Within hours, it was clear to the migrants that they might not survive, said Angeles Gomez, an officer at the Mexican consulate in Austin. But the ceiling of the rail car, known as a hopper and often used to haul grain, was at least 10 feet high, said Union Pacific spokesman Mark Davis. No one is sure how they reached the ceiling, but investigators suspect that the group was able to boost one man through the hatch and that man then used a rope fashioned from clothing to help the others out.

On Sunday, the men told Mathias about the ordeal, saying three people were dead. After providing a description of where they sneaked aboard the train and the freight it was carrying, including lumber and automobiles, Union Pacific was able to determine that they were aboard a Los Angeles-to-Houston freight train.

"When you are in an enclosed container made of steel ... it absorbs the heat. It's 100 degrees. You've got the heat beating down on the rail car," said Harris County (Texas) Sheriff's Capt. Robert Van Pelt. "It's pretty gruesome."

Authorities did not release the identities of the dead. The survivors were not in custody, and Mathias declined to say whether he knew where they were headed.

"I have an interest in their spiritual welfare. I have no interest in revealing their whereabouts," Mathias said. "I was trying to find three bodies, not give names and phone numbers as the authorities were demanding."

Van Pelt, however, said it is important that authorities find the survivors. He and other investigators said there is no evidence that this incident began with a smuggling operation, but Van Pelt said authorities would like to speak with survivors partly to ensure that smugglers were not involved.

The 120 bodies discovered this year match the number discovered at this point last year, said Henry Rolon, a U.S. Border Patrol spokesman. However, record temperatures and a stifling drought, combined with poor economic conditions in Mexico and other countries, have summoned fears that this summer could be particularly deadly.

While the U.S. perspective is primarily that migrant deaths are a law enforcement issue, Mexico sees it as a political problem -- one that highlights the failure of the U.S. to legalize migrant labor. Last week, Mexican President Vicente Fox called on President Bush to resume work on such a law, an effort that has been on the back burner since the terrorist attacks of Sept. 11, 2001.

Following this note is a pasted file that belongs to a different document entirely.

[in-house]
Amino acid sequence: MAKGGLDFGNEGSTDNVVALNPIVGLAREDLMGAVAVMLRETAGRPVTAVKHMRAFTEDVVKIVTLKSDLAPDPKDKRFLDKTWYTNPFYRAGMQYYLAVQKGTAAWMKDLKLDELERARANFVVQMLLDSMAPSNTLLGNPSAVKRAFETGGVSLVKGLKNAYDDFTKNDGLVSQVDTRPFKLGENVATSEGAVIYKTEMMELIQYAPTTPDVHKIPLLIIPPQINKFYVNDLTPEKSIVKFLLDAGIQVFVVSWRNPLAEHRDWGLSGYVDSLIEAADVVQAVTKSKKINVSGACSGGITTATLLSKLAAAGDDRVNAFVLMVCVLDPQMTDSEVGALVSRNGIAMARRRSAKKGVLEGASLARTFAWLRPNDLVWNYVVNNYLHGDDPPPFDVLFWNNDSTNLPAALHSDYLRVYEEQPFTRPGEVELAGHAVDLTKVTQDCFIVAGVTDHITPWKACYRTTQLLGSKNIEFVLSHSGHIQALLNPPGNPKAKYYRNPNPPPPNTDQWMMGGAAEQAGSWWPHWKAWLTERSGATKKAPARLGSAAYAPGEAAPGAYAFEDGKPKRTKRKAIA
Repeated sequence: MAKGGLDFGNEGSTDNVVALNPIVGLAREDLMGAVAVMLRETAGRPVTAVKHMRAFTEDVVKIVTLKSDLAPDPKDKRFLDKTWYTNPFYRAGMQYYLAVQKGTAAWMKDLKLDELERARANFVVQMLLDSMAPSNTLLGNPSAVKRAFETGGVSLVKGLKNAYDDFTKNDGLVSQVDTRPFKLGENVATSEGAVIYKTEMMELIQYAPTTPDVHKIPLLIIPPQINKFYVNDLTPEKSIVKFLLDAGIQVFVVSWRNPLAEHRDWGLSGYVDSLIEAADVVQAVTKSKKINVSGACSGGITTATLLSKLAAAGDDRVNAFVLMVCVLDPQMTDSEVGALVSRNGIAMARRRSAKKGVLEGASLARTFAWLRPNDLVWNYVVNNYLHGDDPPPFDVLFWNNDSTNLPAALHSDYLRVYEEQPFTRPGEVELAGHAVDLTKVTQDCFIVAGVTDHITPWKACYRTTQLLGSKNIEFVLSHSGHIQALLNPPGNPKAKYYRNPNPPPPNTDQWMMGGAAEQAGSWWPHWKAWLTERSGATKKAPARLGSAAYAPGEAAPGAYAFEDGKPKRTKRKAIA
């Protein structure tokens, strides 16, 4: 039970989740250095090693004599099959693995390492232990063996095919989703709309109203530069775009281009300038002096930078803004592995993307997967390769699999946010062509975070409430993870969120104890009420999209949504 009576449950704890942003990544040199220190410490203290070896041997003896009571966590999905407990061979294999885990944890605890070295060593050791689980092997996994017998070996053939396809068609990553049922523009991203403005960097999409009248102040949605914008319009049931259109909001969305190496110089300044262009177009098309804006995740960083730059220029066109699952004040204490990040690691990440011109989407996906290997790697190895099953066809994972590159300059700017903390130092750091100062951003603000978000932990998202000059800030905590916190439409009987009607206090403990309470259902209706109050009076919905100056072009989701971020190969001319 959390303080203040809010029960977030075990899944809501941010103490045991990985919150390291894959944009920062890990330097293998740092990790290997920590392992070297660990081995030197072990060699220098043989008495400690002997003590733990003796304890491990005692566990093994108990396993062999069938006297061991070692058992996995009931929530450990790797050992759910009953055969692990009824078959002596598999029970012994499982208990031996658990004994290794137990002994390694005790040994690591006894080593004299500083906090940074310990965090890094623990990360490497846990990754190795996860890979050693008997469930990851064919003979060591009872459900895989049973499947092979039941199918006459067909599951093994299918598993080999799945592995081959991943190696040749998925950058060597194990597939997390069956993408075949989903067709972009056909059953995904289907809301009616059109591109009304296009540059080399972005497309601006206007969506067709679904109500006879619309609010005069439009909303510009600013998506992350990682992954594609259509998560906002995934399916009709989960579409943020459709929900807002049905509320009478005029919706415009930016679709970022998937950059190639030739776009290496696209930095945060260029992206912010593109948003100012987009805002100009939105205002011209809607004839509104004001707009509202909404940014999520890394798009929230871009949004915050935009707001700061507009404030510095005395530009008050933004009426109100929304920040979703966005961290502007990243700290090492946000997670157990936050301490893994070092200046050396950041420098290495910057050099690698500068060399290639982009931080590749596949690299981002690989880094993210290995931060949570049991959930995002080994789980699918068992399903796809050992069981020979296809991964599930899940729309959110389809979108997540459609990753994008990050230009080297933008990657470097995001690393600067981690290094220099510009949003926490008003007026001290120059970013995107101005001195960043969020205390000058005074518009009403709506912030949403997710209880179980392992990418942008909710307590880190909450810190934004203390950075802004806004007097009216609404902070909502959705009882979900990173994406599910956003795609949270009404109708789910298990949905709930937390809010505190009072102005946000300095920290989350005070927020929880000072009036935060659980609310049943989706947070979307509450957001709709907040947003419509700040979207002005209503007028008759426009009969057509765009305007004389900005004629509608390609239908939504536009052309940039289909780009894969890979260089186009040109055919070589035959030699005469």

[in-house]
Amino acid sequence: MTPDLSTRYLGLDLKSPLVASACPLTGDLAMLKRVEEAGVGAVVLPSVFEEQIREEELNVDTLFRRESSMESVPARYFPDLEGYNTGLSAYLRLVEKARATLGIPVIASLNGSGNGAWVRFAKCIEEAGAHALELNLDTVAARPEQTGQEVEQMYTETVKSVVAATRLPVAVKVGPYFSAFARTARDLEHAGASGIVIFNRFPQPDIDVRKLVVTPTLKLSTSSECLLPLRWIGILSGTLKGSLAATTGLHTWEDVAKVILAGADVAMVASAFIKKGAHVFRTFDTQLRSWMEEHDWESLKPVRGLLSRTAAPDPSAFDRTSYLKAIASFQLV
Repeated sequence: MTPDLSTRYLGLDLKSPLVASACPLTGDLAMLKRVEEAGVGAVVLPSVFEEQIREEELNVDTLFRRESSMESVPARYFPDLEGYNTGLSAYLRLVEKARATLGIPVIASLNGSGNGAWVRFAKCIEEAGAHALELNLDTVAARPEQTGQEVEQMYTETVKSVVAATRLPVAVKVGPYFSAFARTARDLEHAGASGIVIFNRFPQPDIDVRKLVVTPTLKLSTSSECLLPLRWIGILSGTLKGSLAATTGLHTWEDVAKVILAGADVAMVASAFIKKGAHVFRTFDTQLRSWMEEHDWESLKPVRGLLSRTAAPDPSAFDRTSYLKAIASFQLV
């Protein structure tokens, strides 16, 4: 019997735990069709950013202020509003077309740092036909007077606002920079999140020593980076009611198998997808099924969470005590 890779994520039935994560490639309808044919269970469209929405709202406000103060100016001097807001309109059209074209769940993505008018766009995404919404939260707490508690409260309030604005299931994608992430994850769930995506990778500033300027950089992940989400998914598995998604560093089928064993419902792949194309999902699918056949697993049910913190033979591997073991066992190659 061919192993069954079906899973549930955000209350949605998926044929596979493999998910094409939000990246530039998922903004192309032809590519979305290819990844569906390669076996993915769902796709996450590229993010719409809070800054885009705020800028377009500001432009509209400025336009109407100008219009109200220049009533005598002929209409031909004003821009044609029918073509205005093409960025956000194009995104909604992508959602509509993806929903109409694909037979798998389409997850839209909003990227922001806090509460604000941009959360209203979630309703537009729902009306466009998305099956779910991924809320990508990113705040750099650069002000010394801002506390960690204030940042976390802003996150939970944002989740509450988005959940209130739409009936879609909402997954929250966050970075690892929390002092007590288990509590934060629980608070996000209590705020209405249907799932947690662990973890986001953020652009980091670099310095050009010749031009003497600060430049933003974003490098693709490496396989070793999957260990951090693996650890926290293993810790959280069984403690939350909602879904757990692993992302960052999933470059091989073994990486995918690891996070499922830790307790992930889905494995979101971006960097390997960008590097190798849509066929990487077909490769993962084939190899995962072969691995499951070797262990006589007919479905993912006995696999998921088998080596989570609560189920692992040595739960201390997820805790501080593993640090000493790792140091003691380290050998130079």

U.S. population figures indicate that the number of illegal immigrants continues to rise at a rate of 500,000 per year, despite stringent border policies.

The chances that the campaign announced on Tuesday will have an effect are small as long as economic deprivation in Latin America continues to motivate people to look north for better lives, said Wayne Cornelius, director of UC San Diego's Center for Comparative Immigration Studies.

Also, migrants will keep dying because the Border Patrol has successfully sealed off the safest border routes near urban areas, he said, forcing migrants to take greater risks hiking or riding rails through deserts, where temperatures reach 115 degrees.

"There is no way to make the current strategy of border enforcement more humane because the basic premise of the strategy is to force migrants and smugglers who assist them into ever-more remote areas," Cornelius said.

Rusnok said the "real crux" of the problem isn't the U.S. government's policies but a failure to teach immigrants that they face grave dangers in attempting to cross the border.

"A lot of people just don't understand the geography involved, the expanse involved in the vastness of the desert, how harsh it is," he said. "A lot of these people don't recognize that they are taking additional risks."

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Gold reported from Baytown, Texas, and Kraul from Tucson. Staff researcher Lianne Hart contributed to this report.